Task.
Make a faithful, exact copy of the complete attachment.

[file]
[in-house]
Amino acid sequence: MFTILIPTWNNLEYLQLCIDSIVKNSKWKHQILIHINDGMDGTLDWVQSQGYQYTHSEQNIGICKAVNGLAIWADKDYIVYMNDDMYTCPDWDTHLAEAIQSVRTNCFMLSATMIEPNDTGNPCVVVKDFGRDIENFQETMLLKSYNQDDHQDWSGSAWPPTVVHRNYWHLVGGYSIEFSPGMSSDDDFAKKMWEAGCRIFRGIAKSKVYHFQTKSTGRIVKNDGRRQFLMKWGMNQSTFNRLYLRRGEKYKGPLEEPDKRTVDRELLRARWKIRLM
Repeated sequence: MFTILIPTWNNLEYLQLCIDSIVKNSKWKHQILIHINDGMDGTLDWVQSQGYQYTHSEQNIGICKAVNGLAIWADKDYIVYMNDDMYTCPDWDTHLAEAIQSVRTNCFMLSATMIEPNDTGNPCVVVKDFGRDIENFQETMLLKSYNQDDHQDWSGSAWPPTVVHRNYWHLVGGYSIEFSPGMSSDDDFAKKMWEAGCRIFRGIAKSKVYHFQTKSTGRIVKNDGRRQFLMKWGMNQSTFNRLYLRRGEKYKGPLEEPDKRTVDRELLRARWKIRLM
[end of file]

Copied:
[in-house]
Amino acid sequence: MFTILIPTWNNLEYLQLCIDSIVKNSKWKHQILIHINDGMDGTLDWVQSQGYQYTHSEQNIGICKAVNGLAIWADKDYIVYMNDDMYTCPDWDTHLAEAIQSVRTNCFMLSATMIEPNDTGNPCVVVKDFGRDIENFQETMLLKSYNQDDHQDWSGSAWPPTVVHRNYWHLVGGYSIEFSPGMSSDDDFAKKMWEAGCRIFRGIAKSKVYHFQTKSTGRIVKNDGRRQFLMKWGMNQSTFNRLYLRRGEKYKGPLEEPDKRTVDRELLRARWKIRLM
Repeated sequence: MFTILIPTWNNLEYLQLCIDSIVKNSKWKHQILIHINDGMDGTLDWVQSQGYQYTHSEQNIGICKAVNGLAIWADKDYIVYMNDDMYTCPDWDTHLAEAIQSVRTNCFMLSATMIEPNDTGNPCVVVKDFGRDIENFQETMLLKSYNQDDHQDWSGSAWPPTVVHRNYWHLVGGYSIEFSPGMSSDDDFAKKMWEAGCRIFRGIAKSKVYHFQTKSTGRIVKNDGRRQFLMKWGMNQSTFNRLYLRRGEKYKGPLEEPDKRTVDRELLRARWKIRLM